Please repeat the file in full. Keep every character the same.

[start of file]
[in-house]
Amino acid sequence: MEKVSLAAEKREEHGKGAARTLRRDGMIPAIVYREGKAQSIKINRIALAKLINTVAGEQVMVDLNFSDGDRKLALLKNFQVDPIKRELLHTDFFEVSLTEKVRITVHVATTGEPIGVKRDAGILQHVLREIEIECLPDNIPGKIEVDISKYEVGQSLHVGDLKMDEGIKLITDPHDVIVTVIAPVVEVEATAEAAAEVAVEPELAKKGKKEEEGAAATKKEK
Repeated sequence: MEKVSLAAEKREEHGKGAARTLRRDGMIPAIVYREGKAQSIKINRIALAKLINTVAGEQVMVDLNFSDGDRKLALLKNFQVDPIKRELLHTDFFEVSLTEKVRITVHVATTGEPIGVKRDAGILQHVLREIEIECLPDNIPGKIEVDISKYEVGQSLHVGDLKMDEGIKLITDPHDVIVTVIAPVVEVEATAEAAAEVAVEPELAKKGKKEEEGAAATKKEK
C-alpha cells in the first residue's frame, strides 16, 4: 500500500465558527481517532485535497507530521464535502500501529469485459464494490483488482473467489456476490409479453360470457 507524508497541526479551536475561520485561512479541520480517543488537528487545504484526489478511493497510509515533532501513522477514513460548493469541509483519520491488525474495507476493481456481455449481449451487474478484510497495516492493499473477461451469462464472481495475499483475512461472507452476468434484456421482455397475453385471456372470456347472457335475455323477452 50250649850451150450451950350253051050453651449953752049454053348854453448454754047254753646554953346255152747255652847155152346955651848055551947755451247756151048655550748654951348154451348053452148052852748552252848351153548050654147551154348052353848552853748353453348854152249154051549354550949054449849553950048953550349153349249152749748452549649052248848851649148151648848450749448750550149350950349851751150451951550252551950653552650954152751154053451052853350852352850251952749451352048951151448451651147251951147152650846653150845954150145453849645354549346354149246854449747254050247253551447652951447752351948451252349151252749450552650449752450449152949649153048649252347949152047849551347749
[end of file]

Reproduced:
[in-house]
Amino acid sequence: MEKVSLAAEKREEHGKGAARTLRRDGMIPAIVYREGKAQSIKINRIALAKLINTVAGEQVMVDLNFSDGDRKLALLKNFQVDPIKRELLHTDFFEVSLTEKVRITVHVATTGEPIGVKRDAGILQHVLREIEIECLPDNIPGKIEVDISKYEVGQSLHVGDLKMDEGIKLITDPHDVIVTVIAPVVEVEATAEAAAEVAVEPELAKKGKKEEEGAAATKKEK
Repeated sequence: MEKVSLAAEKREEHGKGAARTLRRDGMIPAIVYREGKAQSIKINRIALAKLINTVAGEQVMVDLNFSDGDRKLALLKNFQVDPIKRELLHTDFFEVSLTEKVRITVHVATTGEPIGVKRDAGILQHVLREIEIECLPDNIPGKIEVDISKYEVGQSLHVGDLKMDEGIKLITDPHDVIVTVIAPVVEVEATAEAAAEVAVEPELAKKGKKEEEGAAATKKEK
C-alpha cells in the first residue's frame, strides 16, 4: 500500500465558527481517532485535497507530521464535502500501529469485459464494490483488482473467489456476490409479453360470457 507524508497541526479551536475561520485561512479541520480517543488537528487545504484526489478511493497510509515533532501513522477514513460548493469541509483519520491488525474495507476493481456481455449481449451487474478484510497495516492493499473477461451469462464472481495475499483475512461472507452476468434484456421482455397475453385471456372470456347472457335475455323477452 50250649850451150450451950350253051050453651449953752049454053348854453448454754047254753646554953346255152747255652847155152346955651848055551947755451247756151048655550748654951348154451348053452148052852748552252848351153548050654147551154348052353848552853748353453348854152249154051549354550949054449849553950048953550349153349249152749748452549649052248848851649148151648848450749448750550149350950349851751150451951550252551950653552650954152751154053451052853350852352850251952749451352048951151448451651147251951147152650846653150845954150145453849645354549346354149246854449747254050247253551447652951447752351948451252349151252749450552650449752450449152949649153048649252347949152047849551347749